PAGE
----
Salzburg: the final part of my 2014 Eurotrip! If you’ve been following the rest of my journey you’ll know that I visited Budapest, Bratislava and Vienna but more importantly you’ll know why. If not you can read that here: Budapest, Bratislava, Vienna, Salzburg – why?
Salzburg was the foundation of this trip and ultimately it was an opportunity for romance. Could Salzburg possibly be the start of my “happy ever after” fairytale?
Well, I had it pointed out to me by Carlie over at Listfiveblog that I’d already offered a spoiler to this story. The eagle-eyed among you will have noted that I spoke of subsequent long-distance relationships which was a good indication as to how things panned out for me and Nicole.
So you’d be forgiven for thinking that this might be a sad end to the journey but it isn’t. I think it’s easy to be bitter when things don’t quite go to plan but that’s not really my style. I could be resentful of my time in Salzburg but in fact my feelings are quite the opposite, it remains a special place for me and somewhere I left with a lot of fond memories.
So on to the story! Firstly I had to navigate myself from Vienna to Salzburg, I was pretty excited about the train journey because Austria is famed for its scenery and I hadn’t really seen much thus far. Bratislava and Vienna are Europe’s two closest capital cities so when traveling from Slovakia to Austria you don’t really see much of the country.
I bought my train ticket on the day so I was pleasantly surprised to find that traveling right across the country (175ish miles / 280ish kilometres) only cost me 25 euros and that included free Wi-Fi. Are you taking note England?
Seriously! For comparison it’d be like paying a one way fare from Peterborough to Newcastle for £20 on the day you travel:
“Sorry sir, we missed off a zero. That’ll actually be £200 for you to travel today”
“Wait, how much!? Do I at least get free Wi-Fi?”
“No but you can purchase that on board!”
“Alright, I’ll do that when I find my seat”
“Very optimistic sir, you’ll probably be standing for the next 3 hours. Have a nice trip!”
At least they’re on time, right? Spacious, no? A cynic might suggest I’m not too fond of the rail system in the UK. Austria’s however was wonderful. My only criticism is that the free Wi-Fi should be criminal in a country so pretty, I did check up on the football scores before we departed but once we left Vienna I spent my journey with my face glued to the window. The view seemed to improve the closer we got to Salzburg and eventually I was arriving in to Salzburg’s main station. I stepped outside, looked left and BAM!
Mountains! I often call London my favourite city in the world but where are the mountains at? I was stood just outside of the train station, in a city and I had mountains in my face. Perhaps the novelty wears off when you live so close to them but I was in awe – Salzburg had already won me over and I hadn’t been in the city for more than 60 seconds.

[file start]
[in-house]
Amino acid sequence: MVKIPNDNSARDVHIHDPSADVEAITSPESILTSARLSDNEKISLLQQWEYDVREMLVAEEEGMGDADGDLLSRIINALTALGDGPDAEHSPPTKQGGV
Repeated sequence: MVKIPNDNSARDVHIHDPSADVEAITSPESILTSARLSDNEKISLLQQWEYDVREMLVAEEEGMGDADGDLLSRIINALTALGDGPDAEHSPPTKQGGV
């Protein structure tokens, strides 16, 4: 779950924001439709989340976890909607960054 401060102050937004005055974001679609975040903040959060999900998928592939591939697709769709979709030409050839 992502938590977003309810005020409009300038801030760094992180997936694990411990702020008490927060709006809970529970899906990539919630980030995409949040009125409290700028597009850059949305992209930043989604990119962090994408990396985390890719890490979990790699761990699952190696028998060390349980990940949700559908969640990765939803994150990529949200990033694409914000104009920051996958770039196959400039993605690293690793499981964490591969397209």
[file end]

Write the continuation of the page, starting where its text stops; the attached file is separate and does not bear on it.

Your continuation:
As keen as I was to get exploring I had to wait for my company for the weekend to arrive. I didn’t want to stray too far from the station so I grabbed some lunch and a beer at a restaurant across the street, it helped with some of the nerves.
People find first dates nerve-wrecking because you want to make a good first impression and this was in essence a 48 hour first date. We arrived Friday afternoon and Nicole would be heading back to Germany on Sunday, I was flying home Monday morning so had an extra night in Salzburg.
I think the waiting made me more nervous, however once Nicole arrived the nerves had pretty much gone and I was ready to enjoy the weekend together. One of the perks, other than the company itself, to having Nicole with me was she could obviously speak the language! It was something I’d struggled with every time I’d been in a German speaking part of the world.
Nicole made sure we found the right bus to our hotel and then I followed our directions which said something ridiculous like “get off at the stop after the Chinese restaurant” – bizarre directions but ultimately ones that helped us find the hotel pretty easily.
We were keen not to waste any time exploring, we dropped off our things and went to have a little wander for my first real view of the city (Nicole had been before but was excited to come back after so long).
I was left mesmerised by Salzburg’s beauty – my first glimpse of the mountains had blown me away earlier but as you get in to the heart of the city it only gets prettier!
I’d anticipated Salzburg’s beauty in the photos I’d seen beforehand but seeing it in person was something else – it’s one of the most stunning cities I’ve been to. We explored the Mirabell gardens, famously used in the classic “The Sound of Music” and soon our attention turned to getting some dinner.
We were in the mood for something a little more local so we found a restaurant with a traditional Austrian menu. The only problem was there were no free tables inside the restaurant. Before you enter the restaurant there was this darkly lit room with a large round-ish table, I’d call it a lobby but it felt more like a dark hallway as a go-between from outside the restaurant to inside the restaurant.